go ballistic

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The idiomatic usage derives from the second-generation of jet fighters, armed with guided missiles, in the late 1950s into the 1960s, with the informal military sense of fully-powered non-ballistic missiles going ballistic when losing control and assuming a free-fall trajectory, sense 3. But in subsequent usage[1][2][3] the term has often become associated with the intentionally ballistic, suborbital trajectories of long-range, typically nuclear-armed missiles, sense 2.


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go ballistic (third-person singular simple present goes ballistic, present participle going ballistic, simple past went ballistic, past participle gone ballistic)

  1. (idiomatic) To become very angry and irrational.
    • 1964, Elle James and Pamela Kent, Enemy Lover :
      She'd go ballistic, possibly even fling a fireball or two, if she knew Selene had him in her apartment.
    • 2011 Allen Gregory, "Pilot" (season 1, episode 1):
      Allen Gregory DeLongpre: Hey, sorry for going ballistic back there. I think the whole Julie-being-alive thing affected me more than I thought.
    The guy went ballistic when I tried to tell him he couldn't return the socks if the package had been opened.
  2. (aerospace) for a usually rocket powered, predominantly non-glide projectile or aerial vehicle, such as a ballistic missile, to travel to its target partly via unpowered ballistic or quasi-ballistic flight, usually following burnout of its rocket motor
    • 1978, United States Senate, Part 8 of Fiscal year 1978 authorization for military procurement, research and development, and active duty, selected reserve, and civilian personnel strengths: hearings before the Committee on Armed Services, United States Senate, Ninety-fifth Congress, first session, on S. 1210 :
      SRAM is a very flexible weapon. It has a ballistic trajectory. It can be launched and go ballistic into its target for a long range... and it can go short range at very low levels.
  3. (military, slang) for a powered, usually guided missile or other aerial vehicle to travel on an unguided or ballistic trajectory, having lost power, control or guidance
    • 1976, Robert Frank Futrell, The United States Air Force in Southeast Asia-- aces and aerial victories, 1965-1973 :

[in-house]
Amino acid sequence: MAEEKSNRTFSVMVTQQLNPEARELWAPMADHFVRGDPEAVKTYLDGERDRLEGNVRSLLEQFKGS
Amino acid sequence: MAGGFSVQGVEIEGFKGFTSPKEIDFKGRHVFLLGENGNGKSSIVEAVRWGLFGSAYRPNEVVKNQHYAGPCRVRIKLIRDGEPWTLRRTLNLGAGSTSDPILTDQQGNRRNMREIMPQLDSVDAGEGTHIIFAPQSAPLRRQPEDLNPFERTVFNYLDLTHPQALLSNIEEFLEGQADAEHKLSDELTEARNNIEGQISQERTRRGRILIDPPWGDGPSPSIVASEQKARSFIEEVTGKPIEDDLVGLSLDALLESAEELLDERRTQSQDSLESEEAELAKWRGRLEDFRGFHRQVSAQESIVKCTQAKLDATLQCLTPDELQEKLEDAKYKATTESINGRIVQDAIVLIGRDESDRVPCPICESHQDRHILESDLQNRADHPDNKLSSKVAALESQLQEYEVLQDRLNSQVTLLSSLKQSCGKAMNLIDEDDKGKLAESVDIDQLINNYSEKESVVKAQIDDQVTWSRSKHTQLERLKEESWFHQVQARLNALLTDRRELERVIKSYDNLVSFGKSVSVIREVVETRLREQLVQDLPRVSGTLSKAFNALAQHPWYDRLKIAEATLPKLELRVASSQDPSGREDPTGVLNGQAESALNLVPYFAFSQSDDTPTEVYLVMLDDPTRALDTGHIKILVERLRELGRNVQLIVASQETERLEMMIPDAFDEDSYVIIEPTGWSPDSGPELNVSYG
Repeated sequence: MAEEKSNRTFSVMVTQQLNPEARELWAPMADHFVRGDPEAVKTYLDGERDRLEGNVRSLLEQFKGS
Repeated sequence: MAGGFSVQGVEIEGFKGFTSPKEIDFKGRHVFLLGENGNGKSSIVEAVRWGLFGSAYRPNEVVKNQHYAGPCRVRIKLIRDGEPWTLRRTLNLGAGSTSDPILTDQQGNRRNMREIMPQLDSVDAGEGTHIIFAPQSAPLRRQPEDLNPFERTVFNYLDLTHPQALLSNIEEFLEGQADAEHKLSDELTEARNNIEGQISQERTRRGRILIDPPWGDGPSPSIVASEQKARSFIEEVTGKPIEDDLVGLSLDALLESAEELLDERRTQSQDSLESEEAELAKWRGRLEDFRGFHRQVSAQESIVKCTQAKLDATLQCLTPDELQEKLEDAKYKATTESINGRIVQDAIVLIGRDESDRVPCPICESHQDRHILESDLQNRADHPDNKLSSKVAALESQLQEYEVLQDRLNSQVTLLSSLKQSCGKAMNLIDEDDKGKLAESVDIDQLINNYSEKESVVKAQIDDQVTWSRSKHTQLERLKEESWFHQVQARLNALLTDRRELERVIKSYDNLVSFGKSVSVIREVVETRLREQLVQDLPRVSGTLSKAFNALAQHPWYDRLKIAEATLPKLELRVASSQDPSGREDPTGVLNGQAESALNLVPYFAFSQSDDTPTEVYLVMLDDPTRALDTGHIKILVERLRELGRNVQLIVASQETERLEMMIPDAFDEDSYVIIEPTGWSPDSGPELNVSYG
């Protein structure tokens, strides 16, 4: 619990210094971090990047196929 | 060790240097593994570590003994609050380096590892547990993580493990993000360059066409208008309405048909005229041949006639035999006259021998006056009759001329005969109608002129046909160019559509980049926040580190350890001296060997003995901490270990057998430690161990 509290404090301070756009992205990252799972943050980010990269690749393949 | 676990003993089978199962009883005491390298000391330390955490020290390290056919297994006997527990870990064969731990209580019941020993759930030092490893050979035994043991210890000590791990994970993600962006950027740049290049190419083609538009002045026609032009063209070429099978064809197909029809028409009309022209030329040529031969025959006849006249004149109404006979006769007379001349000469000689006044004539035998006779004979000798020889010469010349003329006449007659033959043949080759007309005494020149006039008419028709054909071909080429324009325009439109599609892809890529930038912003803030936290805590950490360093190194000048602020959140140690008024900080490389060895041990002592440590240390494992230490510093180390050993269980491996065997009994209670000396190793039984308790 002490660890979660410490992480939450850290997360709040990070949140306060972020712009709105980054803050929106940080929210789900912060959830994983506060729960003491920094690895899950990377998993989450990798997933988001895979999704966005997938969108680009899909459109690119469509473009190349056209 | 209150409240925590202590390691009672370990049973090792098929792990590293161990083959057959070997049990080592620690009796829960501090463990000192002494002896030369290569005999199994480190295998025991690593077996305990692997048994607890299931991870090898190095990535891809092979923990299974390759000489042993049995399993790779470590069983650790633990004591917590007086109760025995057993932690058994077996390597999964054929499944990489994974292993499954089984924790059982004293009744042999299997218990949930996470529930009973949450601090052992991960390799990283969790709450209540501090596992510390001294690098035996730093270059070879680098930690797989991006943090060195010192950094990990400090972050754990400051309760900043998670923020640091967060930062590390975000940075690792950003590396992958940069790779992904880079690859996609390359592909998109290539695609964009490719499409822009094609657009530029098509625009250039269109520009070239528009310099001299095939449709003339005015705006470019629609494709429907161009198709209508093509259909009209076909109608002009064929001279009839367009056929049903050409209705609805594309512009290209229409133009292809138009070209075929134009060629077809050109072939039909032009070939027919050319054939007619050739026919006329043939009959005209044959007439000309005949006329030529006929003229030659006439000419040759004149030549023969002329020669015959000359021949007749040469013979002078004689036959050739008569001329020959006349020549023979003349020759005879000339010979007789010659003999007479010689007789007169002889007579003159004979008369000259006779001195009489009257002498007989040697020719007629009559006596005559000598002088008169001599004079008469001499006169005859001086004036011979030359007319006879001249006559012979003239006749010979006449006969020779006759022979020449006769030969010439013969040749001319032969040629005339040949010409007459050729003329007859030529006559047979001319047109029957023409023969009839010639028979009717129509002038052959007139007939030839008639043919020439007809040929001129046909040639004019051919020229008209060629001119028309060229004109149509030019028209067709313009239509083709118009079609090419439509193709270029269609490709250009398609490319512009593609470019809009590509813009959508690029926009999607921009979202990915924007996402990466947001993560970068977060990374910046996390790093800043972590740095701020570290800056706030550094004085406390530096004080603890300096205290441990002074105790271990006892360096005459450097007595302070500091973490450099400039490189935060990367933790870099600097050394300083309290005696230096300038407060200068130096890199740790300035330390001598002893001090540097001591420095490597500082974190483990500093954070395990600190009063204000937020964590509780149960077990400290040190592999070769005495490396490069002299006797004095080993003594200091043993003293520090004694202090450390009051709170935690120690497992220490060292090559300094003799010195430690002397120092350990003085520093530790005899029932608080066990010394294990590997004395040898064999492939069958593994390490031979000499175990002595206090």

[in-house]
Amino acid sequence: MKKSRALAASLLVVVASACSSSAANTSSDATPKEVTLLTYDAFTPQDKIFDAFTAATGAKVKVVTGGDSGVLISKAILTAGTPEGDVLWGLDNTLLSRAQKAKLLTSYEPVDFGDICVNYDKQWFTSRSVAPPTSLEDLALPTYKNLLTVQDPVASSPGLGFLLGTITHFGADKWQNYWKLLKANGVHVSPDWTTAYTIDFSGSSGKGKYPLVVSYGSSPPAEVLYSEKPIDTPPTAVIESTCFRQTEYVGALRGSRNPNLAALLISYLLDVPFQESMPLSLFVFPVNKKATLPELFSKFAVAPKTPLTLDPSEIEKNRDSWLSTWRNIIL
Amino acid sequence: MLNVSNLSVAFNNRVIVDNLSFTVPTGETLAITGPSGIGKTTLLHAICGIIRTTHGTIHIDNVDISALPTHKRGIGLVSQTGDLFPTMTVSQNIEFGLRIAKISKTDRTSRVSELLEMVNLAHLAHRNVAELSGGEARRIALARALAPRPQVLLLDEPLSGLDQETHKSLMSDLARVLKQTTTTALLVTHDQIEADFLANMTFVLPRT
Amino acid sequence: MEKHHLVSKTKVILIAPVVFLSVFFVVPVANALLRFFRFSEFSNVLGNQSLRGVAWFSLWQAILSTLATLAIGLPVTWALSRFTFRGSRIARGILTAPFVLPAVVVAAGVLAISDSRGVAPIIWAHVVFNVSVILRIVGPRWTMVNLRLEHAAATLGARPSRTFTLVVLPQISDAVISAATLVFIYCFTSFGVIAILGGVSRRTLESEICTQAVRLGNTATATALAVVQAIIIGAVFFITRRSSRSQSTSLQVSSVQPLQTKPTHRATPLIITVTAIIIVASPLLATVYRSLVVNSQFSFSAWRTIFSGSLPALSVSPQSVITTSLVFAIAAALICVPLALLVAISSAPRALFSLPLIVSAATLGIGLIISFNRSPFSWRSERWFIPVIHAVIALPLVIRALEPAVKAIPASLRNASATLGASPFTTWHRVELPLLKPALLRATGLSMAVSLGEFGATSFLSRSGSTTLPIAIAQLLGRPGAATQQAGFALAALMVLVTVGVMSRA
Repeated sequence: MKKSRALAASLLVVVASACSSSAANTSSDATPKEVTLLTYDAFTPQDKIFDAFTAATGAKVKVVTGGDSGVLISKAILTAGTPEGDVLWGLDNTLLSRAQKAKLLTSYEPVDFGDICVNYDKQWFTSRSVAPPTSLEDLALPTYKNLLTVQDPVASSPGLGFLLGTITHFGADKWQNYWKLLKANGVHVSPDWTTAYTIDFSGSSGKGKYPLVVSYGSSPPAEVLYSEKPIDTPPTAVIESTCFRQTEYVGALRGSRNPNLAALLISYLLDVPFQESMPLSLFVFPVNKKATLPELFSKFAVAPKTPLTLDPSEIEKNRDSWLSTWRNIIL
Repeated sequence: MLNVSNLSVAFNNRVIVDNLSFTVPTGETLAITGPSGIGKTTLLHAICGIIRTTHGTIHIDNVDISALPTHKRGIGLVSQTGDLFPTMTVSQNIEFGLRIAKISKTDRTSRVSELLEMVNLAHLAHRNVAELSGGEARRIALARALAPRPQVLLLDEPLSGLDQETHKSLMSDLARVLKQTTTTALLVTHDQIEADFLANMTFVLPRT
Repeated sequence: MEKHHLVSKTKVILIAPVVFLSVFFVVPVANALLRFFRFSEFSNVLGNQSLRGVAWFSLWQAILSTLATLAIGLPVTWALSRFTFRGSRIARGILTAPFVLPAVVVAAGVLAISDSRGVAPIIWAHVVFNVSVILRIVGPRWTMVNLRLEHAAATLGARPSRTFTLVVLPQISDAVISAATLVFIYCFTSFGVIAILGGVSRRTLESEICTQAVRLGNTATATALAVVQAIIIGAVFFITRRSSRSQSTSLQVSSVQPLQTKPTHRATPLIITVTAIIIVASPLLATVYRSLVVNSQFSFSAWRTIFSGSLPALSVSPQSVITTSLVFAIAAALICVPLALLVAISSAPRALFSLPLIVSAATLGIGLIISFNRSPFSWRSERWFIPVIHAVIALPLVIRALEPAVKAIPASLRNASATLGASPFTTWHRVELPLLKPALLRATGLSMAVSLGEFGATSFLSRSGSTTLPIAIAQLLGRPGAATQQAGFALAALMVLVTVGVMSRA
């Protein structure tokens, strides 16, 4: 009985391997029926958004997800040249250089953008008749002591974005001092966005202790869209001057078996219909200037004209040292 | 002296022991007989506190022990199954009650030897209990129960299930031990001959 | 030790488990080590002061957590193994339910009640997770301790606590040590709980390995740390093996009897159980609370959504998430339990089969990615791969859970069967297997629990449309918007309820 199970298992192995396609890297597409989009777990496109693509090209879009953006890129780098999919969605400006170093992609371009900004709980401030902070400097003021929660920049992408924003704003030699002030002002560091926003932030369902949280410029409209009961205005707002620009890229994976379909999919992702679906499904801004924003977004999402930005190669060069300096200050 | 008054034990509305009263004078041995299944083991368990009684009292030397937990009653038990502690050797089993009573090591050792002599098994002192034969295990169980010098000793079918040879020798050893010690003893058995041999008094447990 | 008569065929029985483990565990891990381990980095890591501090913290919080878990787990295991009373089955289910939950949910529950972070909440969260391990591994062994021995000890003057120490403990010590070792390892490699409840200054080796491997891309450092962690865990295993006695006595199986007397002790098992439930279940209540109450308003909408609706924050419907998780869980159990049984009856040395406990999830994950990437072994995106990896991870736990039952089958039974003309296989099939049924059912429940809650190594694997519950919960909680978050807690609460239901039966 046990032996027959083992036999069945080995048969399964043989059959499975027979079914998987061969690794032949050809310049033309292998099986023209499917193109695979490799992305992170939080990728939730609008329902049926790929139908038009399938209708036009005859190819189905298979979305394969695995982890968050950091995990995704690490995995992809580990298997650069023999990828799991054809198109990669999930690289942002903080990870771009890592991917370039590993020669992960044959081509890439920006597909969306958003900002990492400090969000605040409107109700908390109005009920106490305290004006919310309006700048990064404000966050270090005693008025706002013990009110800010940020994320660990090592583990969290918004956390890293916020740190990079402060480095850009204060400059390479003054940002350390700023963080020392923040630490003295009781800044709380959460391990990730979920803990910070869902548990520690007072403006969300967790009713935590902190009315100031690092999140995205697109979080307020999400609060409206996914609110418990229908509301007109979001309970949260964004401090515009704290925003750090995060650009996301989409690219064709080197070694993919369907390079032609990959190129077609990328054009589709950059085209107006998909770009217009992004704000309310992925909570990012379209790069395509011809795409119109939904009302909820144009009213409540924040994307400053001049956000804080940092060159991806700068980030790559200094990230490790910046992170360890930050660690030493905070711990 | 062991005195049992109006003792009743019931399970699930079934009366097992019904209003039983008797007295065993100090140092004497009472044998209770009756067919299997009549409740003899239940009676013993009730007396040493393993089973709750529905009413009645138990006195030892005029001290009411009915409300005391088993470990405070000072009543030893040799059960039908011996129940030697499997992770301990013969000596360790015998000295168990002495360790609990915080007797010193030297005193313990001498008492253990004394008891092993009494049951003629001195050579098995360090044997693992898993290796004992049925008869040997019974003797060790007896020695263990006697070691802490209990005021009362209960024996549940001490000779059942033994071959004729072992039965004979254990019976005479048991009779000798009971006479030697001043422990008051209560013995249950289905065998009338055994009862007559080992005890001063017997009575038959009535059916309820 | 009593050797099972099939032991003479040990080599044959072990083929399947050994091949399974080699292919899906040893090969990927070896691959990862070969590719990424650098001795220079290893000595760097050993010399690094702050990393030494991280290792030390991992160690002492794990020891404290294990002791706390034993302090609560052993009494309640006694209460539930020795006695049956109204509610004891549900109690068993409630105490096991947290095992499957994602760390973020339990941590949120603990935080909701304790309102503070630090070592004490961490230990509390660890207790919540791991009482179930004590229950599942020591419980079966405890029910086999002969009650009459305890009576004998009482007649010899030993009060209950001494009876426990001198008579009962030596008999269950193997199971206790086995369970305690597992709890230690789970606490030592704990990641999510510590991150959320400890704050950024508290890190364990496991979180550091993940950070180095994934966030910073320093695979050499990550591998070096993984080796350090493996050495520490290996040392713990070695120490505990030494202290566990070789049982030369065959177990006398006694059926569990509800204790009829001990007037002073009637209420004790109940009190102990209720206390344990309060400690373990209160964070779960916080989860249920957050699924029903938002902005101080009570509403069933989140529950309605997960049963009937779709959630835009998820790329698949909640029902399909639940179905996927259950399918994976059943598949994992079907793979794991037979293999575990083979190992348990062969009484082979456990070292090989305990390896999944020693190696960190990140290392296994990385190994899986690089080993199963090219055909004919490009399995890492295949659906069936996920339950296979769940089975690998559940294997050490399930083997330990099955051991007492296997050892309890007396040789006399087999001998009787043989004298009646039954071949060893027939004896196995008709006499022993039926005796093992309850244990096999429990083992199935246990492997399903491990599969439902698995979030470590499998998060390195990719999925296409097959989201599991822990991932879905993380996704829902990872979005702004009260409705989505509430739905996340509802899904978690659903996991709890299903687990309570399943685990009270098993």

I... fired two AIM-7s in a ripple. One AIM-7 went ballistic. The other guided but passed behind the MIG and did not detonate. Knowing that I was then too close for further AIM-7 firing...
    • 1986, Alfred Price, Air Battle Central Europe :
      In the case of retarded bombs released at too high a speed, the retarding fins might tear away and allow the bomb to go ballistic.
    • 1983, Michael Skinner, USAFE: A primer of modern air combat in Europe :
      Putting something between you and the guidance radar will cause the missile to go ballistic.



  1. ^ Kate Burridge (2004) Weeds in the Garden of Words: Further Observations on the Tangled History of the English Language, Cambridge: Cambridge University Press, page 15: “Of course to go ballistic suggests someone has exploded with rage, but... when missiles go ballistic they don't explode; they actually coast. Ballistic missiles, if I understand correctly, are powered only when ascending, and then free fall...”
  2. ^ William Safire (28 July 1985), “On Language”, in New York Times[1]: “Apparently ballistic has replaced bananas in Pentagon use. The word is more apt than bananas, since it includes the connotation of a missile blazing skyward.”
  3. ^ Rosemarie Ostler (2008) Let's Talk Turkey: The Stories Behind America's Favorite Expressions, Prometheus Books, page 87:
    A ballistic missile is guided while taking off but falls freely when in its downward trajectory. Americans were introduced to the term ballistic in the 1950s, when the United States began developing the intercontinental ballistic missile (ICBM) system for delivering nuclear warheads over a long range. However, it didn't really become a household word until the early 1980s.... Meanwhile, the missiles inspired the figurative expression go ballistic.